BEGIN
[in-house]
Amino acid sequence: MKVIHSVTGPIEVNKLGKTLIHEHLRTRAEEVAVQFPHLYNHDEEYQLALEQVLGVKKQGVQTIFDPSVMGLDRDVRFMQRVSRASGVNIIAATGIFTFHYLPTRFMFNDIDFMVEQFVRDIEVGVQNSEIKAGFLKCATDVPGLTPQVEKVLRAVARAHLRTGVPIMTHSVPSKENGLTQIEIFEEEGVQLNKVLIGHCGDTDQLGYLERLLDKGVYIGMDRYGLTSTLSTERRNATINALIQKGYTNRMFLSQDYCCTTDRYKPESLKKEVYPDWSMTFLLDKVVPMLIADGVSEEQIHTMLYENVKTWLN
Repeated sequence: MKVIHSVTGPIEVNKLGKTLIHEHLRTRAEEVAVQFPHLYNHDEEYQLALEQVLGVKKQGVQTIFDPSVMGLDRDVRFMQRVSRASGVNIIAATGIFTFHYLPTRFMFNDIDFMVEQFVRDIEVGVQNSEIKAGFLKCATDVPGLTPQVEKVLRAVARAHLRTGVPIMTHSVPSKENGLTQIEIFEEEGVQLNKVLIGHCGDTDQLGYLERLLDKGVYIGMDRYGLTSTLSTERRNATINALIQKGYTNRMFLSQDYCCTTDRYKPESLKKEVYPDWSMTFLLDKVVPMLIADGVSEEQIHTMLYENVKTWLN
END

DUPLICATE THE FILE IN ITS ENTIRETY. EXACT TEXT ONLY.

[in-house]
Amino acid sequence: MKVIHSVTGPIEVNKLGKTLIHEHLRTRAEEVAVQFPHLYNHDEEYQLALEQVLGVKKQGVQTIFDPSVMGLDRDVRFMQRVSRASGVNIIAATGIFTFHYLPTRFMFNDIDFMVEQFVRDIEVGVQNSEIKAGFLKCATDVPGLTPQVEKVLRAVARAHLRTGVPIMTHSVPSKENGLTQIEIFEEEGVQLNKVLIGHCGDTDQLGYLERLLDKGVYIGMDRYGLTSTLSTERRNATINALIQKGYTNRMFLSQDYCCTTDRYKPESLKKEVYPDWSMTFLLDKVVPMLIADGVSEEQIHTMLYENVKTWLN
Repeated sequence: MKVIHSVTGPIEVNKLGKTLIHEHLRTRAEEVAVQFPHLYNHDEEYQLALEQVLGVKKQGVQTIFDPSVMGLDRDVRFMQRVSRASGVNIIAATGIFTFHYLPTRFMFNDIDFMVEQFVRDIEVGVQNSEIKAGFLKCATDVPGLTPQVEKVLRAVARAHLRTGVPIMTHSVPSKENGLTQIEIFEEEGVQLNKVLIGHCGDTDQLGYLERLLDKGVYIGMDRYGLTSTLSTERRNATINALIQKGYTNRMFLSQDYCCTTDRYKPESLKKEVYPDWSMTFLLDKVVPMLIADGVSEEQIHTMLYENVKTWLN